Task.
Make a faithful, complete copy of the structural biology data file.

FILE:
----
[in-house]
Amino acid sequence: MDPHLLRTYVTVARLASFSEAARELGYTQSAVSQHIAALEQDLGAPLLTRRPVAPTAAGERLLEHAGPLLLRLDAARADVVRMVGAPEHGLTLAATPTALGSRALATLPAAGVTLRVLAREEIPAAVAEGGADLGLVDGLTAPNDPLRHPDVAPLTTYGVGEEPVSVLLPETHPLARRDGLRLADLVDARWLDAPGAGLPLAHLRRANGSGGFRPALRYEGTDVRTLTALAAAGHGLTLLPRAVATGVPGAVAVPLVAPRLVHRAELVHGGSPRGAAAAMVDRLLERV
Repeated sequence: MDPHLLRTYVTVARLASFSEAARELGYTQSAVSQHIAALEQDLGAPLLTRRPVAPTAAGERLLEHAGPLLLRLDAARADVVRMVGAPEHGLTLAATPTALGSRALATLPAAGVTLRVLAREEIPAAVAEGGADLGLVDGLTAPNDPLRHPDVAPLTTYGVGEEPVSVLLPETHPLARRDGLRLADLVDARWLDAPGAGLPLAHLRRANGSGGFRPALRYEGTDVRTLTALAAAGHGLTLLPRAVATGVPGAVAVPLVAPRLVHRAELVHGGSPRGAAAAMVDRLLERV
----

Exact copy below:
[in-house]
Amino acid sequence: MDPHLLRTYVTVARLASFSEAARELGYTQSAVSQHIAALEQDLGAPLLTRRPVAPTAAGERLLEHAGPLLLRLDAARADVVRMVGAPEHGLTLAATPTALGSRALATLPAAGVTLRVLAREEIPAAVAEGGADLGLVDGLTAPNDPLRHPDVAPLTTYGVGEEPVSVLLPETHPLARRDGLRLADLVDARWLDAPGAGLPLAHLRRANGSGGFRPALRYEGTDVRTLTALAAAGHGLTLLPRAVATGVPGAVAVPLVAPRLVHRAELVHGGSPRGAAAAMVDRLLERV
Repeated sequence: MDPHLLRTYVTVARLASFSEAARELGYTQSAVSQHIAALEQDLGAPLLTRRPVAPTAAGERLLEHAGPLLLRLDAARADVVRMVGAPEHGLTLAATPTALGSRALATLPAAGVTLRVLAREEIPAAVAEGGADLGLVDGLTAPNDPLRHPDVAPLTTYGVGEEPVSVLLPETHPLARRDGLRLADLVDARWLDAPGAGLPLAHLRRANGSGGFRPALRYEGTDVRTLTALAAAGHGLTLLPRAVATGVPGAVAVPLVAPRLVHRAELVHGGSPRGAAAAMVDRLLERV